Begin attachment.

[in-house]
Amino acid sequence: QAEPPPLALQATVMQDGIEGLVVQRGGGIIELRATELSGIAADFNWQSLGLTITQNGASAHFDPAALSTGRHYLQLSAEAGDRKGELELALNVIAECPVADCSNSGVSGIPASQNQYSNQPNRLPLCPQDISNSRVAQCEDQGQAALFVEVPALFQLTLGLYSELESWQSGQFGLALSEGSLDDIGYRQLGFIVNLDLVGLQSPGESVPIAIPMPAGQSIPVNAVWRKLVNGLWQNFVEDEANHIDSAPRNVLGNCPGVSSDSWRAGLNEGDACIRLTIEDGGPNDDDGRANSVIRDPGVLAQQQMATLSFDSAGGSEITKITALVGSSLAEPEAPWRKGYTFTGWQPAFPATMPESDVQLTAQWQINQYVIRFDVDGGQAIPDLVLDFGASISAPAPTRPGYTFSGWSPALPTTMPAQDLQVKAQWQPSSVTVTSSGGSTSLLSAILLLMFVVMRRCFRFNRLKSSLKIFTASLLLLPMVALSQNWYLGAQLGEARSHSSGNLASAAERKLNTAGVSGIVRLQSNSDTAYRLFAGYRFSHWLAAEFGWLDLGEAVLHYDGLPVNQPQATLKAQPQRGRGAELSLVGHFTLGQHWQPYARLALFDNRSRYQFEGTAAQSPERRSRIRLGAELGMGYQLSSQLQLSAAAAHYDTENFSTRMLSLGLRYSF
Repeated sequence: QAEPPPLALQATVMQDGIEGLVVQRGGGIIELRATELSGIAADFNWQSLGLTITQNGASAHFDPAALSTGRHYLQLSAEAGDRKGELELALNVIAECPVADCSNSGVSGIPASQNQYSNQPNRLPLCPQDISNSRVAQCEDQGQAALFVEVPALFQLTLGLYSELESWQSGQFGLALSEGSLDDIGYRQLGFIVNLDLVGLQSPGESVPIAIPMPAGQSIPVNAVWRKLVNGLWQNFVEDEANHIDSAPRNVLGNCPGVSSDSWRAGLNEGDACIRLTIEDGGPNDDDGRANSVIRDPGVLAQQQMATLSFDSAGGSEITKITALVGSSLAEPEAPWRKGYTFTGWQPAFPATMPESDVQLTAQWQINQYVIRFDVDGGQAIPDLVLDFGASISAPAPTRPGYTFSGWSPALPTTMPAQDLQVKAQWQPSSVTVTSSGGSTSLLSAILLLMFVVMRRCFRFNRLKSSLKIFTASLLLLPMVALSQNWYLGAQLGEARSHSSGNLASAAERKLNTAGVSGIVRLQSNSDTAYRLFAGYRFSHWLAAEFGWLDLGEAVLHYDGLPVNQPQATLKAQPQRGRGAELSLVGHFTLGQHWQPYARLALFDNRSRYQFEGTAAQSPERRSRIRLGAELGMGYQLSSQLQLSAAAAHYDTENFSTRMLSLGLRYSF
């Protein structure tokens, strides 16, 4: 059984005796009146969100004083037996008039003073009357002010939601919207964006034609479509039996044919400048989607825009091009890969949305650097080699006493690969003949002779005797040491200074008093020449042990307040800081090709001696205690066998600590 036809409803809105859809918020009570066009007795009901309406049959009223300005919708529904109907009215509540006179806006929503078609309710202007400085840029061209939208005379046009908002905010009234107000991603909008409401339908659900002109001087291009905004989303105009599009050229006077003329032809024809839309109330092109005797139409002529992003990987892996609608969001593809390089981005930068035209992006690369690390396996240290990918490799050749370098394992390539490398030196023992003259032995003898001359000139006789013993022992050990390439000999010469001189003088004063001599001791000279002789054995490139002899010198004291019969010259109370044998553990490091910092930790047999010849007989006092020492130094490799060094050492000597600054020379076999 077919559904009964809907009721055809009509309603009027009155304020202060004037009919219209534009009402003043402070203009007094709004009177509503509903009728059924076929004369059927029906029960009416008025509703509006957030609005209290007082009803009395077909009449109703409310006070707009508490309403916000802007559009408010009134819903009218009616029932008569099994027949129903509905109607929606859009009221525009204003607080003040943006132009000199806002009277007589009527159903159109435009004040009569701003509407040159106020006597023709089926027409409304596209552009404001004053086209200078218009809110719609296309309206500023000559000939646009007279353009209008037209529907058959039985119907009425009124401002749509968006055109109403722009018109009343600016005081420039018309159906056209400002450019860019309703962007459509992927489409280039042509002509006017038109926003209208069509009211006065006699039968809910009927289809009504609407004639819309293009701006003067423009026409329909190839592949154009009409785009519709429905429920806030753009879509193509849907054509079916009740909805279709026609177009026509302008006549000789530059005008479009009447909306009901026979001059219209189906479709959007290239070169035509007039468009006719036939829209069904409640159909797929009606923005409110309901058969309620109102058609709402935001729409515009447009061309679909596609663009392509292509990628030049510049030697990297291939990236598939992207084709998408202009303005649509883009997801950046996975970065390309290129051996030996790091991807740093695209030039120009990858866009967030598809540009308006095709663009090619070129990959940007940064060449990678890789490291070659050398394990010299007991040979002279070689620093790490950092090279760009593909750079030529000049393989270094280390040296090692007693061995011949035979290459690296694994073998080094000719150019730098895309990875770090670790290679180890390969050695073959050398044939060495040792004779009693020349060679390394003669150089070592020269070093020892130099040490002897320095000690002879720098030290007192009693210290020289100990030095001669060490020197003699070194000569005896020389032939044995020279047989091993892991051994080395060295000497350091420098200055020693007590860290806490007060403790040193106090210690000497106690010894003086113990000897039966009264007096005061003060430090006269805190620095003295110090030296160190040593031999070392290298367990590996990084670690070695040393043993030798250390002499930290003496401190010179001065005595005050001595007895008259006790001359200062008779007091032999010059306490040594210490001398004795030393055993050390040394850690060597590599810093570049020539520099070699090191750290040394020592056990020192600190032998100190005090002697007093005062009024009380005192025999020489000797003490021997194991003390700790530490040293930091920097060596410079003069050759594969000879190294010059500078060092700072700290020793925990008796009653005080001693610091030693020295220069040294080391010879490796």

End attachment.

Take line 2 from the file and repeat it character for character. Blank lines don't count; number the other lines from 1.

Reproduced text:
Amino acid sequence: QAEPPPLALQATVMQDGIEGLVVQRGGGIIELRATELSGIAADFNWQSLGLTITQNGASAHFDPAALSTGRHYLQLSAEAGDRKGELELALNVIAECPVADCSNSGVSGIPASQNQYSNQPNRLPLCPQDISNSRVAQCEDQGQAALFVEVPALFQLTLGLYSELESWQSGQFGLALSEGSLDDIGYRQLGFIVNLDLVGLQSPGESVPIAIPMPAGQSIPVNAVWRKLVNGLWQNFVEDEANHIDSAPRNVLGNCPGVSSDSWRAGLNEGDACIRLTIEDGGPNDDDGRANSVIRDPGVLAQQQMATLSFDSAGGSEITKITALVGSSLAEPEAPWRKGYTFTGWQPAFPATMPESDVQLTAQWQINQYVIRFDVDGGQAIPDLVLDFGASISAPAPTRPGYTFSGWSPALPTTMPAQDLQVKAQWQPSSVTVTSSGGSTSLLSAILLLMFVVMRRCFRFNRLKSSLKIFTASLLLLPMVALSQNWYLGAQLGEARSHSSGNLASAAERKLNTAGVSGIVRLQSNSDTAYRLFAGYRFSHWLAAEFGWLDLGEAVLHYDGLPVNQPQATLKAQPQRGRGAELSLVGHFTLGQHWQPYARLALFDNRSRYQFEGTAAQSPERRSRIRLGAELGMGYQLSSQLQLSAAAAHYDTENFSTRMLSLGLRYSF